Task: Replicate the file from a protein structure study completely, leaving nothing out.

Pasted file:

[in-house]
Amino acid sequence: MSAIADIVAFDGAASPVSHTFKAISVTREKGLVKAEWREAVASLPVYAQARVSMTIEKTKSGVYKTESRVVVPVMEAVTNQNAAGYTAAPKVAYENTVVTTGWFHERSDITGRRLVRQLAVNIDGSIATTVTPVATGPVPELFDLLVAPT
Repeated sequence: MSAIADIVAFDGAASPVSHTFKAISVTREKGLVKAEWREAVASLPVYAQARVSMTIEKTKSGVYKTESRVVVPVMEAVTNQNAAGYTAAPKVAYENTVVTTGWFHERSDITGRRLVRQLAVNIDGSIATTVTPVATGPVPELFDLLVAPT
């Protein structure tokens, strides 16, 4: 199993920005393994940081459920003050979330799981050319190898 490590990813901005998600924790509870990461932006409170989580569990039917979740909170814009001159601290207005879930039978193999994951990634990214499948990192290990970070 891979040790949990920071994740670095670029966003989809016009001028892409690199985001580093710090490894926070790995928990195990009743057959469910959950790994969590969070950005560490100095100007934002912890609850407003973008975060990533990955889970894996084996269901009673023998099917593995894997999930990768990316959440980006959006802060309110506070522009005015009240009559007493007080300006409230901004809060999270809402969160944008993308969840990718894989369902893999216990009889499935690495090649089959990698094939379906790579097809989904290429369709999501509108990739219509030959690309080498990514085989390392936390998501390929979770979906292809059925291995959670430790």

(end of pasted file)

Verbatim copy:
[in-house]
Amino acid sequence: MSAIADIVAFDGAASPVSHTFKAISVTREKGLVKAEWREAVASLPVYAQARVSMTIEKTKSGVYKTESRVVVPVMEAVTNQNAAGYTAAPKVAYENTVVTTGWFHERSDITGRRLVRQLAVNIDGSIATTVTPVATGPVPELFDLLVAPT
Repeated sequence: MSAIADIVAFDGAASPVSHTFKAISVTREKGLVKAEWREAVASLPVYAQARVSMTIEKTKSGVYKTESRVVVPVMEAVTNQNAAGYTAAPKVAYENTVVTTGWFHERSDITGRRLVRQLAVNIDGSIATTVTPVATGPVPELFDLLVAPT
């Protein structure tokens, strides 16, 4: 199993920005393994940081459920003050979330799981050319190898 490590990813901005998600924790509870990461932006409170989580569990039917979740909170814009001159601290207005879930039978193999994951990634990214499948990192290990970070 891979040790949990920071994740670095670029966003989809016009001028892409690199985001580093710090490894926070790995928990195990009743057959469910959950790994969590969070950005560490100095100007934002912890609850407003973008975060990533990955889970894996084996269901009673023998099917593995894997999930990768990316959440980006959006802060309110506070522009005015009240009559007493007080300006409230901004809060999270809402969160944008993308969840990718894989369902893999216990009889499935690495090649089959990698094939379906790579097809989904290429369709999501509108990739219509030959690309080498990514085989390392936390998501390929979770979906292809059925291995959670430790």